Bank loans: £80 a month repayments for a postgraduate loan from my bank. My friends and family don’t know that I took out a loan (£3,000+) to subsidise my move to London, and tide me over before I finally secured my full-time job.


What I want to save for: Short-term I want to put away three months worth of expenses this year as an emergency fund, and put the rest of my savings onto my ISA/high-rate (as high as would go at the moment) savings account. Then I’d like to up my emergency fund to six months worth next year.
How I want to plan for my money in the future: Once I have my emergency funds in place, I want to keep contributing to my ISA, look into upping my pension contributions massively and start investing. I would use my LISA to hopefully buy a property by the sea in the future.
My worst money habit: I do prefer ‘premium’ brands as do believe in quality vs quantity. This can sometimes be a hindrance when trying to save money (i. e. choosing premium washing-up liquid as opposed to the store’s own brand – unnecessary at the best of times).
My biggest money worry: Not being able to buy a house when I am able to (financially and mentally) due to the two defaults I have under my name. I won’t be looking to buy for another three-four years and the defaults were on my account two years ago, so hoping that will be enough time for it to be cleared.
Current money mood: ? ? ? ? ? ? ? ?

Prerna Khemlani, founder of This Girl Invests

1. Reduce your overdraft fees If you plan to pay your overdraft fees within the year, consider transferring to an account with 12 month interest-free arranged overdraft. For example, Nationwide’s FlexDirect account which offers a year’s 0% overdraft (provided you haven’t had a FlexDirect account before). This will help you save the monthly cost which you could use elsewhere. Alternatively, banks are offering a £500 interest-free buffer during COVID-19 so might be worth asking your bank if this is available to you.

2. Investigate money transfer cards I don’t have all the details of your postgraduate loan but consider clearing it off if the interest is high. It might be worth looking at a money transfer credit card which will pay cash into your bank account which you can use to pay the debt. You will then owe the credit card company that money with a period of time where you pay 0% interest.
However, beware as you pay a tiny fee for this and it is only useful if you pay the money back in the given period and avoid the interest rate hike. This is known as the ‘money transfer’ method and is useful if your loan is under £5,000.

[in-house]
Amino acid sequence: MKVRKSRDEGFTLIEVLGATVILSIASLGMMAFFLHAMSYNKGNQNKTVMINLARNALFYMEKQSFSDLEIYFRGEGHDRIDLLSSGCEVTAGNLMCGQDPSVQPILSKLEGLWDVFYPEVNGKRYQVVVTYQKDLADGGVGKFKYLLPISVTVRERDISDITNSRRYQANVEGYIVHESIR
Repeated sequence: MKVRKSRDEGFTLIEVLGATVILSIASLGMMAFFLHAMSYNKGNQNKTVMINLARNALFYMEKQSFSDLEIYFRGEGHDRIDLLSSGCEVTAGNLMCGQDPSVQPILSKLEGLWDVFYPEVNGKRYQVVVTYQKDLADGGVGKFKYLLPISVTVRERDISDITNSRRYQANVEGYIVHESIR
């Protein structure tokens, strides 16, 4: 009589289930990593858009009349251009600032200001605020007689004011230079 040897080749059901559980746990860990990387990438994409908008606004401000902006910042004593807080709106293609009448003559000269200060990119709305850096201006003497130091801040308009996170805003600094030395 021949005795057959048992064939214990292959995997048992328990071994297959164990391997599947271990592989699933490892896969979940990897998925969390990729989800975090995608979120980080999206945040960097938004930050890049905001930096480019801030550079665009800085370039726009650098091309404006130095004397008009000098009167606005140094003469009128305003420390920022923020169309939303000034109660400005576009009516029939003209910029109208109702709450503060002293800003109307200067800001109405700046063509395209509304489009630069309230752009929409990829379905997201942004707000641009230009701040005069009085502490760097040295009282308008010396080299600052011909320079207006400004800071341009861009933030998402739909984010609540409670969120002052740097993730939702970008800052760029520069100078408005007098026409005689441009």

3. Check your credit rating You are right in thinking that the longer a default has been on your credit record, the lower the chance it will impact your mortgage application. Defaults tend to stay in credit records for six years after default, after which you can think of ways to improve your credit rating. Even if you know you have defaults, you should still check your credit rating to ensure there isn’t anything else on your file which might adversely affect your chances of being approved for a mortgage in the future. It is always helpful to know where you stand with your credit rating so you can work towards improving it. Find ways to improve your credit rating in the Money Advice Service’s website.

4. Speak to a mortgage advisor There are several mortgage lenders who approve mortgages for borrowers with defaults. Mortgage advisors know the lenders with favourable rates and terms for borrowers with your circumstances. Therefore, working with a mortgage advisor can help you locate these lenders quicker, without the hassle of having to speak to many high-street banks or researching online. Even if you’re not buying right now, it is worth chatting to a mortgage advisor to find out what is available and how much deposit you would need.

5. Consider investing You’re clearly considerate with your expenses given you use ‘deals’ and have curbed your shopping habit in order to save – maybe it’s time to consider investing for your future too. The savings you have lose value year on year to inflation and interest rates at the moment are very low. Once you’ve saved your desired amount for your emergency fund (three-six months), you can start investing the rest. Usually if you don’t need the money within the next five years, it is worth investing it. Join us at one of This Girl Invests’ Sunday Sessions to find out more.